6 May, 2011

Osama bin Laden and America’s Celebration of Death

I am over at Azadnegar Intl. Free News Agency, mulling over the death of Osama bin Laden and, more importantly, America’s reaction to it. Here’s an excerpt (see below). The full article can be accessed over at Azadnegar or at the Tehran Times online.

One of America’s foremost writers, Joan Didion, in a memoir reflecting on the death of her husband (The Year of Magical Thinking, Vintage, 2006), quotes the English anthropologist, Geoffrey Gorer’s words in his book, Death, Grief and Mourning. In that book he writes that Americans (and the British) were pressured by “an ethical duty to enjoy oneself…to treat mourning as morbid self-indulgence, and to give social admiration to the bereaved who hide their grief so fully that no one would guess anything had happened.” It is a trend that has been taken to its extreme in this country where not only are the bereaved not expected to mourn publicly, but their public burials are sometimes beset by rabid groups who disrupt the restrained funereal proceedings by shouting slogans that denounce the dead, a strange custom that was recently approved as a “fundamental right” by none other than the Supreme Court of the United States.

For an immigrant American such as myself, whose cultural attitude toward death is clothed not only in deep respect and centuries old traditions but also a communal approach to grief – that this death is not mine alone to bear – it has often been disturbing to be present at the American tradition of memorial services, held long after the funeral is over, where the focus is on a joyful remembrance of the life lived and then a moving on to other business as if that life had never been, all sorrow hidden deep inside the individual. It is as though death is unique and uniquely mourned, that the only expression of emotion that would make the mourner acceptable to society is equanimity if not outright happiness.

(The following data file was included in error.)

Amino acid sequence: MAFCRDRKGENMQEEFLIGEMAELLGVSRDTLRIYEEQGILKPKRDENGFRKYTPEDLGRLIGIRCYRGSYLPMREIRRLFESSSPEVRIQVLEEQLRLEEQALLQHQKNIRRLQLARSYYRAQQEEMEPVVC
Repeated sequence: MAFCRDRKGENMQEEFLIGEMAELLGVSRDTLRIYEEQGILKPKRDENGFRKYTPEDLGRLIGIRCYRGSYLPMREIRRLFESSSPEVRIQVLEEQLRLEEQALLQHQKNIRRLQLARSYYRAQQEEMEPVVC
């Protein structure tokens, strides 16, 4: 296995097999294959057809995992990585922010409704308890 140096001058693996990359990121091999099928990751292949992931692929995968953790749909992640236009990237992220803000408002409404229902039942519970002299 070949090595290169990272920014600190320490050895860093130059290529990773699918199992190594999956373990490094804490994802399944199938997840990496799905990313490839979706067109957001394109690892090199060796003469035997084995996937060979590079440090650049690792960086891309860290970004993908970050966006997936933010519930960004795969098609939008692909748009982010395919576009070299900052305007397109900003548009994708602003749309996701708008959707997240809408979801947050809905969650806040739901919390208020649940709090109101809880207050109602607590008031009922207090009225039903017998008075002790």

How is it, then, that the youth in a country so uncomfortable with death could gather itself together to cheer the death of Osama bin Laden? Is there something about the American conscience, or lack thereof, that makes it impossible for an American to mourn their dead but make it not only possible but, by some accounts lighting up the blogosphere, positively commendable to cheer the death of someone whose crimes they barely remember? And if, as the American media has repeatedly emphasized, particularly during these last few days, Osama bin Laden was American’s Public Enemy #1, could it be that these kids know nothing of how their obscene celebrations might be perceived abroad, or of the people who might support bin Laden and even less as to the reasons why?

Leave a Reply

The Books:

The Books:

On Sal Mal Lane

In the tradition of In the Time of the Butterflies and The Kite Runner, a tender, evocative novel about the years leading up to the Sri Lankan civil war.

A Disobedient Girl

A Disobedient Girl is a compelling map of womanhood, its desires and loyalties, set against the backdrop of beautiful, politically turbulent, Sri Lanka.


  • Recent Posts

  • Recent Comments

  • Archives

  • Categories

  • Meta